The Union of Hong Kong has failed to find support for strikes against student safety law



HONG KONG The pro-democracy trade unions and a student body in Hong Kong have failed to get enough support in opposition to Beijing's national security legislation in response to the protests of the Chinese-ruled city.


Often violent unrest and anti-government demonstrations have slowed down due to the risk of arrests, and in recent rallies, the police have been unable to obtain permission from coronavirus restrictions on large groups.

The strike was meant to open up new resistance, but organizers said that only 8,943 union members were involved in the citywide campaign, with fewer than the 60,000 limits, and 95% of the vote.

The secondary school student action platform said it would not launch a class boycott as it reduced some of its goals for individual votes.

Voting was held on Saturday and the results were announced at midnight.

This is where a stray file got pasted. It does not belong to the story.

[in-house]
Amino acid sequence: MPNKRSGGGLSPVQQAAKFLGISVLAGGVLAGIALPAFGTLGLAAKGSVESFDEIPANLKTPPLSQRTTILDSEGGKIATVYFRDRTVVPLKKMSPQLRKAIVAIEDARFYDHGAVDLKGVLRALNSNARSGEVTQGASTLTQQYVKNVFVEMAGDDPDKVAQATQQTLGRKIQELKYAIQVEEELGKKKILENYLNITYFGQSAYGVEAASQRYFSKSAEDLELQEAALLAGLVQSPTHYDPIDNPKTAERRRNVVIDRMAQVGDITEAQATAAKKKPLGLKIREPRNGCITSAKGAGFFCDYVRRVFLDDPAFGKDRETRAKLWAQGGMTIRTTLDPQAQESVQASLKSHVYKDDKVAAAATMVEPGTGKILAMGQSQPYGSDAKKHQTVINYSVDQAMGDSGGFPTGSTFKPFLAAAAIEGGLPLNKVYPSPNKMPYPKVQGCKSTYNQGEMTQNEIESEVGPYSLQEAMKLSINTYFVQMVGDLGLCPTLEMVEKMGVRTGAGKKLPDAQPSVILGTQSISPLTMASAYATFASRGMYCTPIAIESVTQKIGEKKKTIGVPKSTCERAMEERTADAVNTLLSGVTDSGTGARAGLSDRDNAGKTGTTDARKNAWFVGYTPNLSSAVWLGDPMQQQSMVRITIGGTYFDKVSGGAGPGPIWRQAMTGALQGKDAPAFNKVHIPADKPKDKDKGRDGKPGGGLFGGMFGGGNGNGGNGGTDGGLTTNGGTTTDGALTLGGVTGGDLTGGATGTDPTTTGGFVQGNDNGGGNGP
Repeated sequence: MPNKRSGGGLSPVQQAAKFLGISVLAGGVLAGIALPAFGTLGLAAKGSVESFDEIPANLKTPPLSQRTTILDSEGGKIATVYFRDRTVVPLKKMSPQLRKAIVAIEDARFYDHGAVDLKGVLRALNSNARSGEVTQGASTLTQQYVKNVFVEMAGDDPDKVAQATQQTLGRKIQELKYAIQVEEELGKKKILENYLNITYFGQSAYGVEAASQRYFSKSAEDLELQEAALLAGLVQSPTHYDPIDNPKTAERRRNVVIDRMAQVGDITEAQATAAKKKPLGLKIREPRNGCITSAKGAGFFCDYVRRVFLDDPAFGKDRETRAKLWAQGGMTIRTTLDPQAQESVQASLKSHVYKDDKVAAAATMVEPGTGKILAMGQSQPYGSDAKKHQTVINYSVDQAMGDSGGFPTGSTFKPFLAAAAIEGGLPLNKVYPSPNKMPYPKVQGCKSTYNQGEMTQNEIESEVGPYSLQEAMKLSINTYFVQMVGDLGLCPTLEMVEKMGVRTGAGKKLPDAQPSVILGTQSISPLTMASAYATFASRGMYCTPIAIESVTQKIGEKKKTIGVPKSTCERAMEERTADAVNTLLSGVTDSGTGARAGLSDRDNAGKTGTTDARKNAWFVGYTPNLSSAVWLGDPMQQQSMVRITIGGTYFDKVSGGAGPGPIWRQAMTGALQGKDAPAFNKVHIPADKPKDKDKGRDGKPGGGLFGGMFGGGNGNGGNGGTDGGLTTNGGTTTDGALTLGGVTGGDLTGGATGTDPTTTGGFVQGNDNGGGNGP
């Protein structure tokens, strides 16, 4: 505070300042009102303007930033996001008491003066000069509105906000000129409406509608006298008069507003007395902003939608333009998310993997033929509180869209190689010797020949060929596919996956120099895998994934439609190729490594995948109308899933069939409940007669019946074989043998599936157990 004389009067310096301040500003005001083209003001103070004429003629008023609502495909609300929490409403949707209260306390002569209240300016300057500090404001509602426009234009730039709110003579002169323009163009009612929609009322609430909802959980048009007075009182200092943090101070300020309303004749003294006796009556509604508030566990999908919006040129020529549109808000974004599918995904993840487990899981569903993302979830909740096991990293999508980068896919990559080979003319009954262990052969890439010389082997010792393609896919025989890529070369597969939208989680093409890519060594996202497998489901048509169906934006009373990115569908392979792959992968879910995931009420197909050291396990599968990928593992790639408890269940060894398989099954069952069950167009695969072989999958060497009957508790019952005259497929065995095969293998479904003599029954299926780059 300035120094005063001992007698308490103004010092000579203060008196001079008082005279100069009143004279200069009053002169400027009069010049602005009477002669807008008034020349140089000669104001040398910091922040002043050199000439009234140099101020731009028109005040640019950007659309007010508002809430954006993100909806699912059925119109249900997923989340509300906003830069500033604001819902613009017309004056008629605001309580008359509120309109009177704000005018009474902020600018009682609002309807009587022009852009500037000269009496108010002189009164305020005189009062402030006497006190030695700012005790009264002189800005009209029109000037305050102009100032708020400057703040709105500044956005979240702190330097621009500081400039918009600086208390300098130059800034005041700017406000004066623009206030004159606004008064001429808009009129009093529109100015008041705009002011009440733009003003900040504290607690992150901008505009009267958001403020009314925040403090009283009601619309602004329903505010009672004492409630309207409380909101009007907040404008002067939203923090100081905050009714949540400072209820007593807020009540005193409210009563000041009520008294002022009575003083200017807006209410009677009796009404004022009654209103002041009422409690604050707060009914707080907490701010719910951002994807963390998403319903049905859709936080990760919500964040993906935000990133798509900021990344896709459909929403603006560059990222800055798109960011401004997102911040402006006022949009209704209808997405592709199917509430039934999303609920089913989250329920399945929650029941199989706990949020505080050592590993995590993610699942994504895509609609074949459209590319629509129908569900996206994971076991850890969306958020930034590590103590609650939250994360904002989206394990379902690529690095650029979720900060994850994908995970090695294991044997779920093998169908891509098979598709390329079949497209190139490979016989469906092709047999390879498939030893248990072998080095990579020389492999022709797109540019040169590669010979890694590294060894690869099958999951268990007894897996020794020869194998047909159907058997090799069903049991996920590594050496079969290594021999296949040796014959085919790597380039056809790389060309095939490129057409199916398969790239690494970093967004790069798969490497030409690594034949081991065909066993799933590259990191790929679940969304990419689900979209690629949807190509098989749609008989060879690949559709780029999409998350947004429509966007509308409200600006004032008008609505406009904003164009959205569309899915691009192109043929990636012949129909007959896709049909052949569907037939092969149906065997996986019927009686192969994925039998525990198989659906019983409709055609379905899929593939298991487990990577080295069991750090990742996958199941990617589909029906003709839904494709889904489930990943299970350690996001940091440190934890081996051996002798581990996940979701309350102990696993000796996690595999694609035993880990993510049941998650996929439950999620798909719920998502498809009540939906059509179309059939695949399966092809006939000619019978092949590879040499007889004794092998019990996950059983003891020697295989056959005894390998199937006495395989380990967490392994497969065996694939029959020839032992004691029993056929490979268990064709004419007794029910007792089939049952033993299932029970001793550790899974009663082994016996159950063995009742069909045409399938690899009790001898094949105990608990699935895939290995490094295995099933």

About two dozen industries, including aviation, transportation, construction, technology, and tourism, are represented by unions. Pro-democracy activists have made the biggest push since 1997 - the lodge-fair, the ultra-capitalist finance hub - where collective bargaining rights have not been realized. In Britain, the city returned to China. [NL4N29C1KX]

China announced the details of the National Security Act on Saturday, saying that the inauguration of Beijing would have a profound effect on its implementation and would signal a profound change in city life since its commission. [NL4N2DX05O]

The planned legislation has worried foreign governments in Hong Kong, as well as democratic activists, who are already worried that Beijing is tightening its hold on the semi-autonomous city.

Officials in Beijing and Hong Kong have tried to reassure investors that the law does not wipe out the city's high level of autonomy, but that it is targeting a "trouble-shooting" minority that threatens national security.

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